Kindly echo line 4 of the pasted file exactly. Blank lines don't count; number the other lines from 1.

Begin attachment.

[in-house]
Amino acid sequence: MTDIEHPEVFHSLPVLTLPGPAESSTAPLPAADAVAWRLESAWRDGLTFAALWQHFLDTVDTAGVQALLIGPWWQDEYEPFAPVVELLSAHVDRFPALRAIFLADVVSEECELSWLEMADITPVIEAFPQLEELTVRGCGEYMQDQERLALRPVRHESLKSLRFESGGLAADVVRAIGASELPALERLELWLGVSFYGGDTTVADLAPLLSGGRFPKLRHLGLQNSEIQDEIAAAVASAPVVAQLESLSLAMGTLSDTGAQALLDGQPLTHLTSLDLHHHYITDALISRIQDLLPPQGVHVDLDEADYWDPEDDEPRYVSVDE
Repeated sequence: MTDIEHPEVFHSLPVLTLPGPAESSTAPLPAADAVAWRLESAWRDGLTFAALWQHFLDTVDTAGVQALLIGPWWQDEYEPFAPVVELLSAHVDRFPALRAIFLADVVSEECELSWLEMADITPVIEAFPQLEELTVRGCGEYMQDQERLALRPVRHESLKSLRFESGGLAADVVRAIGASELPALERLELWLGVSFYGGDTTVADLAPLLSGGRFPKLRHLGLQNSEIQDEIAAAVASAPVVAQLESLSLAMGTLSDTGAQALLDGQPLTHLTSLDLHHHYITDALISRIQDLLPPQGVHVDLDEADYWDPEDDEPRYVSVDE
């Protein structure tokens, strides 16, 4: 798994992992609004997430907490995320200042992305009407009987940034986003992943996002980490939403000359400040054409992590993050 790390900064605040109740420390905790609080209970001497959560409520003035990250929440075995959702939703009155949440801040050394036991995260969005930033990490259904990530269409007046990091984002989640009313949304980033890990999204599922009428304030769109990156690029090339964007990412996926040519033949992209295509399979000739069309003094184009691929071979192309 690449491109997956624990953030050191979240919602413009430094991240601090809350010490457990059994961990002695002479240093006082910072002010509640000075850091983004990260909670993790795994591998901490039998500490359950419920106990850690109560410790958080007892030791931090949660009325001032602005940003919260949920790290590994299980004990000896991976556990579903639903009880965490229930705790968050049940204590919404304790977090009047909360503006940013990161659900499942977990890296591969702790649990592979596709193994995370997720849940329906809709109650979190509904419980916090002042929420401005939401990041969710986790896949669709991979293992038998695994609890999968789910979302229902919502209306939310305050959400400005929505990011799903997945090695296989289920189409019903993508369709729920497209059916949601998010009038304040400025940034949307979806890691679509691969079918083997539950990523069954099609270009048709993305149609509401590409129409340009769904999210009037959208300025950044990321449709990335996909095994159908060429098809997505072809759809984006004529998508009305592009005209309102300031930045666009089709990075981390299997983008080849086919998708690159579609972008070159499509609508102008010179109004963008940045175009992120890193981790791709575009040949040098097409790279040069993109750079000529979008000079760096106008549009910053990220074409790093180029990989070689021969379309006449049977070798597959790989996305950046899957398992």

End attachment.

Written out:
């Protein structure tokens, strides 16, 4: 798994992992609004997430907490995320200042992305009407009987940034986003992943996002980490939403000359400040054409992590993050 790390900064605040109740420390905790609080209970001497959560409520003035990250929440075995959702939703009155949440801040050394036991995260969005930033990490259904990530269409007046990091984002989640009313949304980033890990999204599922009428304030769109990156690029090339964007990412996926040519033949992209295509399979000739069309003094184009691929071979192309 690449491109997956624990953030050191979240919602413009430094991240601090809350010490457990059994961990002695002479240093006082910072002010509640000075850091983004990260909670993790795994591998901490039998500490359950419920106990850690109560410790958080007892030791931090949660009325001032602005940003919260949920790290590994299980004990000896991976556990579903639903009880965490229930705790968050049940204590919404304790977090009047909360503006940013990161659900499942977990890296591969702790649990592979596709193994995370997720849940329906809709109650979190509904419980916090002042929420401005939401990041969710986790896949669709991979293992038998695994609890999968789910979302229902919502209306939310305050959400400005929505990011799903997945090695296989289920189409019903993508369709729920497209059916949601998010009038304040400025940034949307979806890691679509691969079918083997539950990523069954099609270009048709993305149609509401590409129409340009769904999210009037959208300025950044990321449709990335996909095994159908060429098809997505072809759809984006004529998508009305592009005209309102300031930045666009089709990075981390299997983008080849086919998708690159579609972008070159499509609508102008010179109004963008940045175009992120890193981790791709575009040949040098097409790279040069993109750079000529979008000079760096106008549009910053990220074409790093180029990989070689021969379309006449049977070798597959790989996305950046899957398992």